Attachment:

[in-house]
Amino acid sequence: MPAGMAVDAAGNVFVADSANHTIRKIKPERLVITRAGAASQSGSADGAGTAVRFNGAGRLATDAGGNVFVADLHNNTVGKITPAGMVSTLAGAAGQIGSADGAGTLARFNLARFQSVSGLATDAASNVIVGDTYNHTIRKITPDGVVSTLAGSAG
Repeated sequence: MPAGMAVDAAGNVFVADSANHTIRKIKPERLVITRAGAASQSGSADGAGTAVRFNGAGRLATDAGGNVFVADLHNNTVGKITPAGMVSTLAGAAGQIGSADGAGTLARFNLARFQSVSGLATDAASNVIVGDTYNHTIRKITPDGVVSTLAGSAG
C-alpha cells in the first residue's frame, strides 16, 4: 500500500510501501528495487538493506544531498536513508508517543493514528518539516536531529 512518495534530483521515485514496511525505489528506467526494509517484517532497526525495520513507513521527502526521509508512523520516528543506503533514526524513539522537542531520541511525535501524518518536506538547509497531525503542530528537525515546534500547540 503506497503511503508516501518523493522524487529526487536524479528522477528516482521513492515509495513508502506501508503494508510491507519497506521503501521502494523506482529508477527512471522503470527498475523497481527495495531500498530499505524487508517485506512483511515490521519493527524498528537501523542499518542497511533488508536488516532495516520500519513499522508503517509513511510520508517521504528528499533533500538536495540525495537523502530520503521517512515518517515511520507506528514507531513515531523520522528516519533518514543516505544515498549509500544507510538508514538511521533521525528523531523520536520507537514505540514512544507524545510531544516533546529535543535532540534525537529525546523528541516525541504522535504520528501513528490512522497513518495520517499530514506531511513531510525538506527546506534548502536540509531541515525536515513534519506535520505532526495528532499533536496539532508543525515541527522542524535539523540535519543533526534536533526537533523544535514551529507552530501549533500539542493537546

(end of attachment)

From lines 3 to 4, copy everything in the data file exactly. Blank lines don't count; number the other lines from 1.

Repeated sequence: MPAGMAVDAAGNVFVADSANHTIRKIKPERLVITRAGAASQSGSADGAGTAVRFNGAGRLATDAGGNVFVADLHNNTVGKITPAGMVSTLAGAAGQIGSADGAGTLARFNLARFQSVSGLATDAASNVIVGDTYNHTIRKITPDGVVSTLAGSAG
C-alpha cells in the first residue's frame, strides 16, 4: 500500500510501501528495487538493506544531498536513508508517543493514528518539516536531529 512518495534530483521515485514496511525505489528506467526494509517484517532497526525495520513507513521527502526521509508512523520516528543506503533514526524513539522537542531520541511525535501524518518536506538547509497531525503542530528537525515546534500547540 503506497503511503508516501518523493522524487529526487536524479528522477528516482521513492515509495513508502506501508503494508510491507519497506521503501521502494523506482529508477527512471522503470527498475523497481527495495531500498530499505524487508517485506512483511515490521519493527524498528537501523542499518542497511533488508536488516532495516520500519513499522508503517509513511510520508517521504528528499533533500538536495540525495537523502530520503521517512515518517515511520507506528514507531513515531523520522528516519533518514543516505544515498549509500544507510538508514538511521533521525528523531523520536520507537514505540514512544507524545510531544516533546529535543535532540534525537529525546523528541516525541504522535504520528501513528490512522497513518495520517499530514506531511513531510525538506527546506534548502536540509531541515525536515513534519506535520505532526495528532499533536496539532508543525515541527522542524535539523540535519543533526534536533526537533523544535514551529507552530501549533500539542493537546